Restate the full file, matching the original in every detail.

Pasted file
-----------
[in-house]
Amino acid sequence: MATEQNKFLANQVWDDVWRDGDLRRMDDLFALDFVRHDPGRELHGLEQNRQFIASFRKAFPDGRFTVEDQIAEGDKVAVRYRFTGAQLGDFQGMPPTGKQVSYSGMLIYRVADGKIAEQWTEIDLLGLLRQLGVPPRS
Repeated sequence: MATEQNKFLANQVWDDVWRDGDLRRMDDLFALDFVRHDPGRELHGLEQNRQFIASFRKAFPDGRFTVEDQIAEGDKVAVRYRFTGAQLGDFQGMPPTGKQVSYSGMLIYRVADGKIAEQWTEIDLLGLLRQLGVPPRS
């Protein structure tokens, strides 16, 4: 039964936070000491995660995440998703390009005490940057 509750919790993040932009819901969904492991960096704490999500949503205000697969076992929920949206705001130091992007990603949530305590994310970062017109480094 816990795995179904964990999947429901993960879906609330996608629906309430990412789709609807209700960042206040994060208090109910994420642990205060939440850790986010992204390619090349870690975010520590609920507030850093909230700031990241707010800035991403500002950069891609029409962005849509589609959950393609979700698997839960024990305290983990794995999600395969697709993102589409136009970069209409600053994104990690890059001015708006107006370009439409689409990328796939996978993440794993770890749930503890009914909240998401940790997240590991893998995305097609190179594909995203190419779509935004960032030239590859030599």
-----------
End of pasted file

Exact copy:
[in-house]
Amino acid sequence: MATEQNKFLANQVWDDVWRDGDLRRMDDLFALDFVRHDPGRELHGLEQNRQFIASFRKAFPDGRFTVEDQIAEGDKVAVRYRFTGAQLGDFQGMPPTGKQVSYSGMLIYRVADGKIAEQWTEIDLLGLLRQLGVPPRS
Repeated sequence: MATEQNKFLANQVWDDVWRDGDLRRMDDLFALDFVRHDPGRELHGLEQNRQFIASFRKAFPDGRFTVEDQIAEGDKVAVRYRFTGAQLGDFQGMPPTGKQVSYSGMLIYRVADGKIAEQWTEIDLLGLLRQLGVPPRS
């Protein structure tokens, strides 16, 4: 039964936070000491995660995440998703390009005490940057 509750919790993040932009819901969904492991960096704490999500949503205000697969076992929920949206705001130091992007990603949530305590994310970062017109480094 816990795995179904964990999947429901993960879906609330996608629906309430990412789709609807209700960042206040994060208090109910994420642990205060939440850790986010992204390619090349870690975010520590609920507030850093909230700031990241707010800035991403500002950069891609029409962005849509589609959950393609979700698997839960024990305290983990794995999600395969697709993102589409136009970069209409600053994104990690890059001015708006107006370009439409689409990328796939996978993440794993770890749930503890009914909240998401940790997240590991893998995305097609190179594909995203190419779509935004960032030239590859030599």